It makes sense that in the wake of the pandemic, people are choosing educational pursuits, family activities, new workout ideas or even decluttering to fill their extra downtime. 

If you're stuck in a rut or looking for something to do in your extra time that was once filled with commuting, shopping and social activities, we have you covered:

Go back to school

Kim Jory, GoodLife Personal Trainer and her wife have five children at home. While Jory took online guitar lessons, one of her stepdaughters decided to learn a new language. Others are upgrading skills for work, or starting a new degree.

“There are so many free resources online,” Jory says. “Anything you want to learn, you pretty much can, so she's been teaching herself Spanish.”

Spend more time with family

With more time at home, people reconnected with their families.

“We've played a ton of board games and Twister and teaching the kids different card games,” Jory says. “If you're not living with other people, you can do all of those things over Zoom. Most people are pretty proficient at using it now.”

Now would be a good time to call some older relatives and ask them about your family’s history. You could record the conversations and transcribe their answers to share with other family members.

“All of a sudden you have the gift of time for a lot of people that you never had before. Using it for something like that is really cool,” Jory says.

Feel-good endeavors

Doing something good for others can make you feel better too. Organizations in your community might need volunteers to support their clients and deliver services and programs.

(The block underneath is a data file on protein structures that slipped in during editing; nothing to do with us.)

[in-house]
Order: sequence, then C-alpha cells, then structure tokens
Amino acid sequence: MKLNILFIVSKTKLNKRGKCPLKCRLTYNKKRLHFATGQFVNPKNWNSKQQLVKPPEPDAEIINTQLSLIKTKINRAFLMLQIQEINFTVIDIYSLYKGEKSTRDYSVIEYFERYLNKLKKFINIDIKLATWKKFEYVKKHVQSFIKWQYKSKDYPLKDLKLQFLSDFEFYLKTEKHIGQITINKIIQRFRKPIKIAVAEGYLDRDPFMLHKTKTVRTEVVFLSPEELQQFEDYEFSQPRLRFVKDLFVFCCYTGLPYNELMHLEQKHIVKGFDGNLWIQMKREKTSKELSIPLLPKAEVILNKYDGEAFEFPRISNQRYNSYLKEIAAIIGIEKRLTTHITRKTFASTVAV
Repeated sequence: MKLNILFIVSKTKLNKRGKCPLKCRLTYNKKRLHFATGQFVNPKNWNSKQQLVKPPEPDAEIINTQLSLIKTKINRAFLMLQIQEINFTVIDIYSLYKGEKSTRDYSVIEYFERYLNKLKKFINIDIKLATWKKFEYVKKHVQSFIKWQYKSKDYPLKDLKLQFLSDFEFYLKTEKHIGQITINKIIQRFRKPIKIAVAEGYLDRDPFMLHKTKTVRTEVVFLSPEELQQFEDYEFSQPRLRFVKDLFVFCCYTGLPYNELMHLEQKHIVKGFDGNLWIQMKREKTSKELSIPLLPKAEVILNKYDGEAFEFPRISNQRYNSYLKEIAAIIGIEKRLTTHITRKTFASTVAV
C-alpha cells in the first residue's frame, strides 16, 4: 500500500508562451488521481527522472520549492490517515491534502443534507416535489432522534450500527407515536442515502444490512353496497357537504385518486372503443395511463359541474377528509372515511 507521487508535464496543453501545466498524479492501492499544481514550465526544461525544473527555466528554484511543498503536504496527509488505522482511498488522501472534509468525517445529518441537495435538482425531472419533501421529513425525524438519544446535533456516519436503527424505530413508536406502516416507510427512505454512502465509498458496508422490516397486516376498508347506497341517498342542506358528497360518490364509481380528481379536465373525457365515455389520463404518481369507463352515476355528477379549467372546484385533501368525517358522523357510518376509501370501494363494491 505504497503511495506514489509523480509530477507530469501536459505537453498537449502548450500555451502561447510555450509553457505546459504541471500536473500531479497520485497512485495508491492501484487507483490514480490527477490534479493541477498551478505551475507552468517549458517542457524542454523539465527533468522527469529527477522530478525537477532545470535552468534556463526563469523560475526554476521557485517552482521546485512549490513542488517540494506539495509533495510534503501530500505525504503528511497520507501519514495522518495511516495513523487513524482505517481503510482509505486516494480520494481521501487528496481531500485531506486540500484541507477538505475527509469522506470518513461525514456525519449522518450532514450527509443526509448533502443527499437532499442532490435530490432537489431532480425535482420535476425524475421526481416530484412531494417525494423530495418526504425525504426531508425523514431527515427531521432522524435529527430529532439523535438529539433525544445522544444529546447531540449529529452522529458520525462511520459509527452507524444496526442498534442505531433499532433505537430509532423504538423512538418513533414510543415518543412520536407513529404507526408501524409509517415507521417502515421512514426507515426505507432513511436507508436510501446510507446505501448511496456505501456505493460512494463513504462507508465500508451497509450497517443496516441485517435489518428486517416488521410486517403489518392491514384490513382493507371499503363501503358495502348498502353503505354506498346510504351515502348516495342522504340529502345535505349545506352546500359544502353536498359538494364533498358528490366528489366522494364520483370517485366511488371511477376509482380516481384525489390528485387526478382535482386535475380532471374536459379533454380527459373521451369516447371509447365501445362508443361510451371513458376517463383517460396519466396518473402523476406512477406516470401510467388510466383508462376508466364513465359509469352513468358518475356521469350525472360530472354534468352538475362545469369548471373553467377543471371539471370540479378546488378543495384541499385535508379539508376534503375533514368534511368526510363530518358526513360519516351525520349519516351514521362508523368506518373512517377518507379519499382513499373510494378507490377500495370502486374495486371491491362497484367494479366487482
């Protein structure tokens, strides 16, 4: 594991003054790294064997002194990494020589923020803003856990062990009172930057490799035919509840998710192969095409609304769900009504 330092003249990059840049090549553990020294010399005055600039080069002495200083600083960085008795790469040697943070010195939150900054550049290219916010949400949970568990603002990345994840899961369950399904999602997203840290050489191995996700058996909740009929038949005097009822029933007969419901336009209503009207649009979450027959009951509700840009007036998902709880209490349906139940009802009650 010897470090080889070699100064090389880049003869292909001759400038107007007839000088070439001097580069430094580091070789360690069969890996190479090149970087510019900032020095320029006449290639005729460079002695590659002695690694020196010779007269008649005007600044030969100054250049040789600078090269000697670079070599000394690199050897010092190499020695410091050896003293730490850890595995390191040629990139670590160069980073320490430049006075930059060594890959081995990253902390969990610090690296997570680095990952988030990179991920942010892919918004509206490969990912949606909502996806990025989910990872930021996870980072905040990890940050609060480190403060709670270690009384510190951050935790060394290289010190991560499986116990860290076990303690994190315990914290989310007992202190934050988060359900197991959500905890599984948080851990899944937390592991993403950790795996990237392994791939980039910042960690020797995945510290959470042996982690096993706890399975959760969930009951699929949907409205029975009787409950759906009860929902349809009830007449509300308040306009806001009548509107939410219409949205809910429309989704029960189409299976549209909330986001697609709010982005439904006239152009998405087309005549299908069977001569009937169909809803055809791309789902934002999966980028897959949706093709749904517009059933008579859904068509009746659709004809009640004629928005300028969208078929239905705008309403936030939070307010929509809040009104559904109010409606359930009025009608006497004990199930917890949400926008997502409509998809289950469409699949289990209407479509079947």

“If you’re feeling a bit down or disconnected, the best cure is to do something for another person,” Jory says. “Helping the humane society, homeless shelters, donating food and books or talking to people who are more isolated and people who are incredibly lonely can be fulfilling,” Jory says.

Fresh air and fitness

Getting outside is a great way to spend time each day. Whether you’re walking your dog, gardening, or doing an outdoor workout, fresh air and exercise will boost your mood, improve your sleep and improve your physical health.

“You don't have to run a marathon, but if you've always wanted to this would be a good time to train,” Jory says. “Or just going outside for a walk and finding something that you enjoy and do it.”

Doing nothing is OK, too

Some people haven't been able to work, some are working overtime, some have kids doing home schooling, and others haven’t seen another person for months.

“It's so unique, so it's very difficult to say, 'If you haven't done this in the pandemic, you failed it’.” Jory says. “If you survived, you won, basically.”

Evaluating life

The pandemic is also a good time for reflection. “I encourage people to try meditation, which is essentially doing nothing and just kind of watching what thoughts come up and letting them pass,” Jory says.

“I think people realize how bad they are at doing nothing. People are starting to evaluate how they used to live, how busy and distracted they used to be. I think that’s one of the reasons why a lot of people have switched careers or maybe they decided to go back to school.”